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Any excuse to explore a new part of Scotland


By Ben MacGregor

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OUT AND ABOUT WITH RALPH: Taking inspiration from the train window and finding time to visit places seldom seen

Information sites in Tentsmuir Forest.
Information sites in Tentsmuir Forest.

It’s always good to explore somewhere new in Scotland. I remember a poem about looking through the window on a train journey: "Those roads I've never travelled on, those places where I’ve never been," and indeed on the line from Inverness by Aberdeen to Dundee, that is often true for me.

I’ve explored much of the country around the very familiar route over Drumochter, but the north-east landscape of farmland, rolling hills, woodland and rocky coasts is much less well-known to me.

A few weeks earlier, the need to visit Edinburgh for a hospital consultation gave the chance to visit the tidal Cramond Island. Thousands see it from the air every day on the way into the airport but never go there. It’s an intriguing place I’d always wanted to get to but somehow never had.

The tide was just right for the short walk across the causeway in the morning before my appointment, and plenty of others were also taking the opportunity.

A slippery concrete path runs alongside the wartime submarine barrier. The island was wooded and bigger than expected, a couple of kilometres of paths lead over and round with old pill-boxes along the shore.

Cramond Isle.
Cramond Isle.

The far end seems a long way from the city with terns calling over mudflats and views across to Fife. Harebells, thrift and thyme grew above the rocky shores, there were alders and birches and brambles inland. Definitely recommended for your next Edinburgh visit, but check the tides first!

Now I was heading south again for the operation, doing my best to avoid catching Covid on the busy trains. Alighting at Leuchars, the taxis looked tempting but fresh air would be better so I chose to take my time, slowly walking the last four miles to my son’s in Strathkinness.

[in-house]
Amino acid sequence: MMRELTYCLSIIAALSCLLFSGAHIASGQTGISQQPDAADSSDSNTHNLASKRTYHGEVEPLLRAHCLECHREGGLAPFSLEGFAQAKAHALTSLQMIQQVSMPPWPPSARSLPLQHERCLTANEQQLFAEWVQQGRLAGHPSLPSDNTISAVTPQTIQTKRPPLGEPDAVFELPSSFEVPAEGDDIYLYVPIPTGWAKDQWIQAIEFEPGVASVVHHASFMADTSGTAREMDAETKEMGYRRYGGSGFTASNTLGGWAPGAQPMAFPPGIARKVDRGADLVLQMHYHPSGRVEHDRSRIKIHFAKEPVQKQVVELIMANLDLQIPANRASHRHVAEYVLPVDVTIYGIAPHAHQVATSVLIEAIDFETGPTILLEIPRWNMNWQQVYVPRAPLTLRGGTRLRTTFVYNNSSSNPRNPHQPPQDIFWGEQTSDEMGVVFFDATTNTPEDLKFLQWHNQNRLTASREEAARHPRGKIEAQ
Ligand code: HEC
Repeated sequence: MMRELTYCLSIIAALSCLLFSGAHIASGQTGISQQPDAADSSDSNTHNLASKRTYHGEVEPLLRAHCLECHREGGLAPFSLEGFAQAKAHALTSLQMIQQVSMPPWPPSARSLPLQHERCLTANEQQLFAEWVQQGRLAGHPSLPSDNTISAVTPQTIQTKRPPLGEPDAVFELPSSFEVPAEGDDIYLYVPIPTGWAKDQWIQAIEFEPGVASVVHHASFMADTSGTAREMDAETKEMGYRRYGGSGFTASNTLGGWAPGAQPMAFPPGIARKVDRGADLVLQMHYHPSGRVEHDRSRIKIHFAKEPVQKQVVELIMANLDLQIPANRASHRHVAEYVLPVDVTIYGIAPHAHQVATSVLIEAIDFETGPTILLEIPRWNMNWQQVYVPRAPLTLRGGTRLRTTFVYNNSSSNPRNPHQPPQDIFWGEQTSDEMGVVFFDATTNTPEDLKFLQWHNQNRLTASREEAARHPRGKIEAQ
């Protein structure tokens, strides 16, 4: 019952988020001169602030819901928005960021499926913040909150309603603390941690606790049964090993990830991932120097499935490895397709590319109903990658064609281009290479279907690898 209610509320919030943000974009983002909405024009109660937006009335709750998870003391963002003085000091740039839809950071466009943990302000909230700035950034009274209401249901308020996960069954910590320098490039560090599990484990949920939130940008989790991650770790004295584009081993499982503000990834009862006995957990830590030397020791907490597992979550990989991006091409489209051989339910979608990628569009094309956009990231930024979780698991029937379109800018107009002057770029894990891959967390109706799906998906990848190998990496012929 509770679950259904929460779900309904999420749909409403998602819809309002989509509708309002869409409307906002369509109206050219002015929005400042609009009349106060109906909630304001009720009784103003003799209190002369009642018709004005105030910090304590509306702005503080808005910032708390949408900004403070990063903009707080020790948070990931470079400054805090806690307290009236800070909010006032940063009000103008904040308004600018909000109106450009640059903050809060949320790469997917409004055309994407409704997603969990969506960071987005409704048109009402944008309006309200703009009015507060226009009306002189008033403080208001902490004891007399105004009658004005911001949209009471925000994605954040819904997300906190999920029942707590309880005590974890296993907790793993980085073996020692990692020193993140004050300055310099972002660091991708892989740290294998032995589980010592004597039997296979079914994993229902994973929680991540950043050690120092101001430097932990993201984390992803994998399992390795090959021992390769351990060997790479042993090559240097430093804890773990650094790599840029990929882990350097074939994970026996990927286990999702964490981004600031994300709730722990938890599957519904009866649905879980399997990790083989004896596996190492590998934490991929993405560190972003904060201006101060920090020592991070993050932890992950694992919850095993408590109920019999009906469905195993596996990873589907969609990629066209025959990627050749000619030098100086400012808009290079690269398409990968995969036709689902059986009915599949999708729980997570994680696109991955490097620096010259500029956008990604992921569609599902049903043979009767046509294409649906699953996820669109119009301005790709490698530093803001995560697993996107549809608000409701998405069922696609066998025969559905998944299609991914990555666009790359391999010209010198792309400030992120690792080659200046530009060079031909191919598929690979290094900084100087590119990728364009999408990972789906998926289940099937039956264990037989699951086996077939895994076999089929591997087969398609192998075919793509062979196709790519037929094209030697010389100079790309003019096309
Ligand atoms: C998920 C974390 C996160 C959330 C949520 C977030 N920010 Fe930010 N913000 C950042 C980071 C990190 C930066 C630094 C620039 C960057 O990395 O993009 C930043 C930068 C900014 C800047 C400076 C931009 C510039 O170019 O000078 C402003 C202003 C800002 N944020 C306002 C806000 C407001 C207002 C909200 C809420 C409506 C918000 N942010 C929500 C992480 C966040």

Indeed, once I’d managed to cross a very busy road it was a pleasant route up a riverside path, through woods and across stubble fields. The tattie harvest was going well, the veg had mostly been lifted but some huge fields of magnificent brocolli were slowly turning to yellow flower, awaiting perhaps non-existent pickers or drivers.

The house looks north across the Leuchars airstrip and the Eden estuary to Tentsmuir Forest and the Abertay Sands where a very long sandspit creeps out from the mouth of the Tay at low water. One day I must explore this tantalising place by kayak – walking would be too risky with soft mud and fast tides.

I had to get a Covid test at the hospital and then self-isolate for a couple of days before my op. You can self-isolate pretty well on a bike, so the following day I borrowed my son's and set off to explore Tentsmuir nature reserve. Some 1500 hectares of Scots Pine cover the sandflats and dunes just south of the mouth of the Tay, a bit like a giant version of Dunnet Forest and also traversed by a network of paths.

Tentsmuir Point.
Tentsmuir Point.

I cycled past the security fences and barracks of the army town of Leuchars and round the long airstrip to secluded sands just across the estuary from the St Andrews golf courses. Sandy paths then forest tracks led north above the Tentsmuir Sands, well provided with public information boards and even composting toilets.

Tentsmuir Point had low dunes with a grand view over the estuary and east to those intriguing sand bars. You might, you are told, see seals here. The track carried on to Tayport, almost at the Tay Road Bridge, then, after crossing a very swish golf course, emerged at the secluded woods of Morton Lochs where many red dragonflies darted in the sunshine.

Tentsmuir is surprisingly wild. The tracks are mostly on a grid, but I managed to choose one of the few which petered out as a dead end – it was bound to happen. All that was needed though was to wheel the bike eastwards through the rough woods and pick up the next south-going track, but that gave plenty of time for the mosquitoes and ticks to attack. There are plenty of habitats with wet former dune-slacks, long grass and an undershrub of birch and alder.

That’s Scotland all over, wild and little-visited country so close to cities and main roads. It’s always worth making the most of any opportunity to explore!

Morton Lochs.
Morton Lochs.

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